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So this will be my first seasonal position!  I applied late and arrive late, so my choices were rather slim, but I've been offered custodial at Mount Rushmore.  (I defend my thesis in May and could not commit to sooner than June).  

I've been director of a nonprofit for the last fifteen or so years, and have never had a manual labor job, but i learn quickly and am still excited to be at Rushmore.

 

What can I expect?  In my mid-forties, will I feel ancient in the dorms?  How strenuous is the work?  I read on the website they don't pay overtime until after 48 hours....really?  Is there a lot of overtime?

Totally green and completely welcome tips!

 

peace!

 

melissa

 

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Thanks!  Yes, I love the area...went through last year around Sturgis, but didn't get to spend as much time as I would like.  This year I am free til December and was offered the position through Oct 15.  Like you, I am not into the drinking and partying.  If not outdoors, I'll probably spend much of my time reading or writing (back to grad school in Jan).  

I could be fine without housing if I have a place to park.  I have a conversion van and can do off-grid easily.  I just really wondered what to expect in terms of work.  I don't mind the overtime at all either, but it seemed odd to me that overtime didn't start until after 48 hours.... in LA that is illegal for hourly employees and i thought that was federal, but guess not!  

 

I'll check out Custer too.  I still have a few applications pending, but figured this late in the app season, I should take what I am offered!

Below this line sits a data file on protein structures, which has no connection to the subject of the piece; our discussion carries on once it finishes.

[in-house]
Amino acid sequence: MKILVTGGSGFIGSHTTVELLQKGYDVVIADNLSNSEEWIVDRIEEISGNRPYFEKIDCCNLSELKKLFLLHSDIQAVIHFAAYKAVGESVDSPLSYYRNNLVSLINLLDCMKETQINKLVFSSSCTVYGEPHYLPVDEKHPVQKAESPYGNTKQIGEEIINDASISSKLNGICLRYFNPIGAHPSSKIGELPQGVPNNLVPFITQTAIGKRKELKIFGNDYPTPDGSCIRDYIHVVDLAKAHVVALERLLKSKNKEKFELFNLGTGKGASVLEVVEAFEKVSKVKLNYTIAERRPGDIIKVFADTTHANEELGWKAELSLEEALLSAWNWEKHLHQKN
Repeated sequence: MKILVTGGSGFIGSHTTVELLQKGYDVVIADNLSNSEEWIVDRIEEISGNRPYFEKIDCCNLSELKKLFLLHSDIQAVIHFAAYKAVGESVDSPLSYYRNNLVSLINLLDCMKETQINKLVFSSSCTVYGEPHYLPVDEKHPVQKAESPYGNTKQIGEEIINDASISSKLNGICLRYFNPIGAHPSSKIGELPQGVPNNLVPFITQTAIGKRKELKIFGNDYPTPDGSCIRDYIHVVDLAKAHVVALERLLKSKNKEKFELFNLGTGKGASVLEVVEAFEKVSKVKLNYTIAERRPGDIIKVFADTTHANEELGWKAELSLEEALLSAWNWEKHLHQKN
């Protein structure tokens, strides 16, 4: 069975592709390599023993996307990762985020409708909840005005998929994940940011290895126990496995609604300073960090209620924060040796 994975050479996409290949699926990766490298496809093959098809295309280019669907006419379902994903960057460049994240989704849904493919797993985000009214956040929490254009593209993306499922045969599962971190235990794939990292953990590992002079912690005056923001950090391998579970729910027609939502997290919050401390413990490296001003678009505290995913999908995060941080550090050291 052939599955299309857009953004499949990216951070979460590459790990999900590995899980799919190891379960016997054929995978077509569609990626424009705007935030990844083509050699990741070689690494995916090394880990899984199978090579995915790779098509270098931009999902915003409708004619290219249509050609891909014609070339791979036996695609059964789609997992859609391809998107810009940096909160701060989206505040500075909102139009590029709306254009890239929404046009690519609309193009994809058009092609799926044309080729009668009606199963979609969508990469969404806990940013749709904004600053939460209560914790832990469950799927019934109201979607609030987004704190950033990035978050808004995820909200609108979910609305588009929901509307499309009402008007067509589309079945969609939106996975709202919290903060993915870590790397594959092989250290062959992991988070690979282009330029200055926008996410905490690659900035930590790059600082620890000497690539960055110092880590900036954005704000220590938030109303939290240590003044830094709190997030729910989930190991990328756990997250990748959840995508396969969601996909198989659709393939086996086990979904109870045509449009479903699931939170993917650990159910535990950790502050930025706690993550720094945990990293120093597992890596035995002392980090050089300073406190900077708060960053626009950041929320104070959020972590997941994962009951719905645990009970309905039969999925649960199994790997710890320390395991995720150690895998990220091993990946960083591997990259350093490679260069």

that isn't the usual though.. the usual is anything over 40.  

http://www.dol.gov/whd/regs/compliance/whdfs23.pdf

seems national park seasonals are exempt.  

obviously ;)

why are they exempt, anyone know?

because the gov is broke :) lol sorry  dont know but its not about the money in national parks:)

enjoy the beauty, see deadwood so much history, usually they have a older side of the dorm for us older and bolder:) so many bus loads of foriegners with there cameras:) and u will meet lots of foreigners have friends now in every country, also americans that i will keep in touch with forever:)

 

oh, if it was about the money, i would certainly be doing something else.  as a former employer,i just wondered why they were exempt.

i spent two years workkamping for no pay, just site exchange, and loved it.  i was really curious about the work details.  :)

Hi Melisa,

I've always wanted the true scoop on workkamping:

did you use your conversion van as "home", is it big enough to qualify as housing for the host? I've always seen the big motor homes and that keeps me from considering it.

 

Also, how many hours do they usually require, did you get alot of good time to explore?

thanks for any insight, good bad and ugly

 

 

Hi Carol,